Creighton's inability to make more of the first eight innings Saturday left the Bluejays flirting with disaster in the ninth for the second straight game.
Bryan Sova left the bases loaded in recording his second save to finish off Creighton's 5-3 Missouri Valley win over Southern Illinois before 3,542 fans at TD Ameritrade Park.
The Bluejays opened the series with Friday's 4-3 win over the Salukis. The squandering of scoring opportunities, Creighton coach Ed Servais said, was a common element in both wins.
“We're putting a lot of pressure on our pitchers,” Servais said. “We had opportunities to score more runs in the middle innings than we did. That's making that last inning touch and go.
“We left too many guys on base again today. I give Bryan Sova a lot of credit for coming into a tough situation and getting three outs. That was a good job by him.”
Creighton finished with 11 hits but stranded eight runners in picking up its third straight win to improve to 21-9 and 7-4 in the league. The Bluejays left runners in scoring position in four of the first eight innings.
“The thing is that we have been scoring a lot of runs, but we're leaving a lot of guys on, too,” said Kevin Lamb, the Bluejays' No. 1 catcher who was the designated hitter Saturday. “People talk about pitching, defense and timely hitting winning games.
“We were scoring a lot of runs early in the year and not leaving guys out there. It's part of the game, and it will come back around. We just have to be hot at the right time.”
Lamb, who got two hits to raise his average to .397, gave Creighton a 3-1 lead in the first when he followed a bases-loaded walk to Reagan Fowler with a two-run single. The Bluejays made it 4-1 in the second on Federico Castagnini's sacrifice fly.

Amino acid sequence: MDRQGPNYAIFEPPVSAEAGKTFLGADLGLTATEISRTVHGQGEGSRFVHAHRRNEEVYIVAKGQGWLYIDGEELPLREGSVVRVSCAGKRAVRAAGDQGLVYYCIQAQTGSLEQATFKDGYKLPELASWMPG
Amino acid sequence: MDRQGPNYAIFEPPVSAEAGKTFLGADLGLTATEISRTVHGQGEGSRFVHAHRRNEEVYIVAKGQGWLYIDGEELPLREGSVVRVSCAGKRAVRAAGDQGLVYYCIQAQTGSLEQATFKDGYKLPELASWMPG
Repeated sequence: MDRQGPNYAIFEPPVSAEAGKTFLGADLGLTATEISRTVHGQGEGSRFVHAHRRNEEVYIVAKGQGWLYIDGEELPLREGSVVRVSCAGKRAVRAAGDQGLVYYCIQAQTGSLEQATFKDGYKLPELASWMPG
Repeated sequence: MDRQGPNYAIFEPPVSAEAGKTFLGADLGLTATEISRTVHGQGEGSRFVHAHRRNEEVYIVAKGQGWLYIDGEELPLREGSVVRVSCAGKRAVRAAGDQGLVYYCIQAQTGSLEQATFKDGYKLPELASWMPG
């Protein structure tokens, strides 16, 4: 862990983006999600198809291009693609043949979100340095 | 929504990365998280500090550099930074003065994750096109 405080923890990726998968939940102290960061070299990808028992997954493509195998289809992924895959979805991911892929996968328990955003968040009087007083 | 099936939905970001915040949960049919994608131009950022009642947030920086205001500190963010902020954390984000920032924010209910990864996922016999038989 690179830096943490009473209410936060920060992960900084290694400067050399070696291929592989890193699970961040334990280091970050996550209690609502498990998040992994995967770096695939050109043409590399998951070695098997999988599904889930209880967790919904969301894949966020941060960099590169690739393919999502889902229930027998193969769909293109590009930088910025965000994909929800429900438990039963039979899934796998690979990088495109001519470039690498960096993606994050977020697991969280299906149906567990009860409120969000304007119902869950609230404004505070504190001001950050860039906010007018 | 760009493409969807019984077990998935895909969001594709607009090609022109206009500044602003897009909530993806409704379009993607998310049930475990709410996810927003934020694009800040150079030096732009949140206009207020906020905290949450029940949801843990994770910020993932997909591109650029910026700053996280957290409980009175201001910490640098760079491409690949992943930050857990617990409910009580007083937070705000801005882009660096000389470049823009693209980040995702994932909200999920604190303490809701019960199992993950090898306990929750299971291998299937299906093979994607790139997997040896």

After Southern Illinois (18-20, 2-9) scored an unearned run off winning pitcher Nick Musec to trim its deficit to 4-2 in the fifth, the Bluejays got a run back in the bottom half of the inning on Mike Gerber's single.
That inning, though, underscored Creighton's inability to make more of its chances. Castagnini, Jake Peter and Gerber opened the inning with singles to produce the run. After Alex Staehely popped out, Fowler was hit by a pitch to load the bases.
Lamb ended the potential big inning by grounding into a double play.
The Salukis scored another unearned run in the seventh, then put their first two runners on in the ninth against reliever Mark Winkelman. Sova came on and got the first out on a sacrifice bunt. He retired Matt Jones on a fly ball to right fielder Brennan Murphy that wasn't deep enough to advance the runners.
Sova intentionally walked No. 4 hitter Austin Montgomery before ending the game by getting Ryan Casillas to fly to right on a 3-2 pitch.
Sova's ability to squeeze out of trouble bookended Musec's effort in the first. He gave up hits to three of the first four hitters to fall behind 1-0 and then walked Casillas to load the bases.
A strikeout and a groundout allowed Musec to extract himself from the tight spot.
“That was a pretty big confidence-booster going forward,” Musec said. “Any time you give up runs in the first inning, your mind starts racing. I just tried to slow the game down and tried to find a way to get out of that inning.”
Musec settled down after that, but ran into trouble when the Salukis put runners on first and third to open the fifth. Fidgeting in the dugout, Servais decided to stick with his senior right-hander.
“I was hoping not to go to our bullpen too soon and turn that thing upside down,” Servais said. “I was hoping to get another out or two out of Nick, and he came through.”
Musec scattered six hits and allowed one earned run in 513 innings in picking up his first win of the season after four losses.
“It took me long enough,” he said. “It's a confidence-booster moving forward.”
Contact the writer:
402-679-2298, firstname.lastname@example.org, twitter.com/PivOWH